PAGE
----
Project for the day: Recover the chair

Do you have any items in your house that you know you would feel absolutely awful if they were damaged? I do, and most of them are heirlooms (that probably are more sentimental than valuable, but still priceless). One such item is the chair cover for the chair I use at my desk.

The chair is an older style with a pink upholstery cushion which is the perfect height to fit at my desk at which I work (and is definitely a step up from sitting on the ottoman or an exercise ball (which were both, just a hair too short for typing comfort). The cushion was hand-embroidered by my mother-in-law’s grandma (so my daughter’s great, great grandmother) and is lovely.

I was rather nervous about accepting the chair when it was offered because I was going to be sitting on it every single day (instead of very rarely as it was accustom to prior to entering my home) and any sort of constant use is going to create wear and tear on an item, but my mother-in-law was insistent I take it, so it came here. The point where I decided I had to save the covering was when I began toilet-training my daughter. She has been in the process of training for a little over a week and has had about one accident per day on each of my other chairs (which are scotch-guarded and so more of an inconvenience than a problem). I wanted to be sure I could save the covering for when this chair isn't getting so much use and also so my daughter would be able to see the lovely work her great, great grandmother did.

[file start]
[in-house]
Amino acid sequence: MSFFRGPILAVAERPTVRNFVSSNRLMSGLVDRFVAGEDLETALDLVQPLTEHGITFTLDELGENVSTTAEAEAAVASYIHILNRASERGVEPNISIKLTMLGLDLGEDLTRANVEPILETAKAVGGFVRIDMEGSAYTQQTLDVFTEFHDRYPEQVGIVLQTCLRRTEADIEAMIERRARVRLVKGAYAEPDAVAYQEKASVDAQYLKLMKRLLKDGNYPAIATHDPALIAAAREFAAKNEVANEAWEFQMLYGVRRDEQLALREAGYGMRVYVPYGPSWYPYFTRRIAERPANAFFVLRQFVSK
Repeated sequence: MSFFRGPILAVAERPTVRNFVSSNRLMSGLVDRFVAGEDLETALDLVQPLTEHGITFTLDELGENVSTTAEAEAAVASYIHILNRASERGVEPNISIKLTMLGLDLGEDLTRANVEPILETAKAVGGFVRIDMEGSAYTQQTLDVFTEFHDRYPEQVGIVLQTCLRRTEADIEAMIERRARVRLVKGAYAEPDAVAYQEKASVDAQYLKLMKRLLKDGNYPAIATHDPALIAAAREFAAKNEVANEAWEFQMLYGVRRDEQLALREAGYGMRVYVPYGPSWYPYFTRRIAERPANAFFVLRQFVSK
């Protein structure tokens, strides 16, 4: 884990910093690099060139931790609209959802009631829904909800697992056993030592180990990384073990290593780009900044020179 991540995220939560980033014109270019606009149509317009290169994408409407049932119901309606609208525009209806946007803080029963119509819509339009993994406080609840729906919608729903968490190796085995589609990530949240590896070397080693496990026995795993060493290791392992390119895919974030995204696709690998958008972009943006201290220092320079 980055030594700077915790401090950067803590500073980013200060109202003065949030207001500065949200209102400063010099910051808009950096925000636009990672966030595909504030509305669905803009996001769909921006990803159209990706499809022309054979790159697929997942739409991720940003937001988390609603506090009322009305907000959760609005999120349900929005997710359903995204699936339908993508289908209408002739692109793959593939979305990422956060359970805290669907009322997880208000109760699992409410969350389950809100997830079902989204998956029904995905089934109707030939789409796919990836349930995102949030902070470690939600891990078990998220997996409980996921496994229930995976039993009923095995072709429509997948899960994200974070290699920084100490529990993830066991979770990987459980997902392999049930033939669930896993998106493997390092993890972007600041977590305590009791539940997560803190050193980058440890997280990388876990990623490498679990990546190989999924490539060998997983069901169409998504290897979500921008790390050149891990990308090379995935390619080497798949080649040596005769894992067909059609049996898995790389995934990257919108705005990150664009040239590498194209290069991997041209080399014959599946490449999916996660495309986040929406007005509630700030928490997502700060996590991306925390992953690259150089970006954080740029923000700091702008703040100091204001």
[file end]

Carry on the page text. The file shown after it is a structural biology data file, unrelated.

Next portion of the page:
So the first thing I did was remove the cushion to determine if it was possible to remove the covering in one piece. It had the protective black fabric found under most chairs, so I had to carefully remove the staples to that so I could see that the cover was also stapled, but otherwise it came off very easily. Once I had removed it I was able to add to the batting under it (which mostly was in really good shape) and cut out new fabric (from a scrap of fabric I had left over from a pillow I made a few years ago) that was big enough to cover the area from the former cover.

Then I went out stretching and stapling the fabric over the batting and smoothing it out so it would fit on the chair. (turned out pretty good). I then scotch guarded it so I could clean up any accidents easily and maintain the batting looking good prior to putting it back on the chair (since you don't want scotch guard to get on the woodwork). So after waiting for it to dry (and only falling through the lack of seat once when I went to sit down- oops) I reassembled it. 

Here is the finished chair. Because the fabric matches pillows in the room, it looks a bit more cohesive having my desk in there and I have the piece of mind that if I use it every day I won't ruin a treasured family heirloom in the process. Double win!

1 comment:

Bridget said...

you might want to frame the needlepoint.